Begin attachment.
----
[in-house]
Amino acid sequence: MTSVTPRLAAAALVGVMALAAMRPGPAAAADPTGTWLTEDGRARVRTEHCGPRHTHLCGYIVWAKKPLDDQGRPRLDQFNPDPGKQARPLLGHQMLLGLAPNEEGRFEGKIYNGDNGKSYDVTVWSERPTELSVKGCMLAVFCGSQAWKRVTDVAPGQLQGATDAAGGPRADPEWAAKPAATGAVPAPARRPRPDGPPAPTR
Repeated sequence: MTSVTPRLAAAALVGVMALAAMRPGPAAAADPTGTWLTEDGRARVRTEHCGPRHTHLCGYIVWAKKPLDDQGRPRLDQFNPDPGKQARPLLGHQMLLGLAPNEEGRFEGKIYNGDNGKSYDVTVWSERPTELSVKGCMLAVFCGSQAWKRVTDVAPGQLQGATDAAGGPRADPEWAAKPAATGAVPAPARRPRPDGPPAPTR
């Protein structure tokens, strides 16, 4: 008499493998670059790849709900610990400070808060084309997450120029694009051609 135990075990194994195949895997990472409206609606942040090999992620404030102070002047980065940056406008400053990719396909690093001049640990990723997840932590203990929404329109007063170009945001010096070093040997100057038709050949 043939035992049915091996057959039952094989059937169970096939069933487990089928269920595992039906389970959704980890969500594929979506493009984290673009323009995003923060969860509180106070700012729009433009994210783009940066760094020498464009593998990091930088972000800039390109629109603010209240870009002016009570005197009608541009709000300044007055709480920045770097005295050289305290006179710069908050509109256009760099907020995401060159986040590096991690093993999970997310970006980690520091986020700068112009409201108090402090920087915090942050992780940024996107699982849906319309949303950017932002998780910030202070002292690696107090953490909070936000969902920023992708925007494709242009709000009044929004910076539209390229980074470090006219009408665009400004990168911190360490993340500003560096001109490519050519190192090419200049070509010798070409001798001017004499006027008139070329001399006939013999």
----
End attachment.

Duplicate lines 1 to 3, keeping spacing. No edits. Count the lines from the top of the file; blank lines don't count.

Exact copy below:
[in-house]
Amino acid sequence: MTSVTPRLAAAALVGVMALAAMRPGPAAAADPTGTWLTEDGRARVRTEHCGPRHTHLCGYIVWAKKPLDDQGRPRLDQFNPDPGKQARPLLGHQMLLGLAPNEEGRFEGKIYNGDNGKSYDVTVWSERPTELSVKGCMLAVFCGSQAWKRVTDVAPGQLQGATDAAGGPRADPEWAAKPAATGAVPAPARRPRPDGPPAPTR
Repeated sequence: MTSVTPRLAAAALVGVMALAAMRPGPAAAADPTGTWLTEDGRARVRTEHCGPRHTHLCGYIVWAKKPLDDQGRPRLDQFNPDPGKQARPLLGHQMLLGLAPNEEGRFEGKIYNGDNGKSYDVTVWSERPTELSVKGCMLAVFCGSQAWKRVTDVAPGQLQGATDAAGGPRADPEWAAKPAATGAVPAPARRPRPDGPPAPTR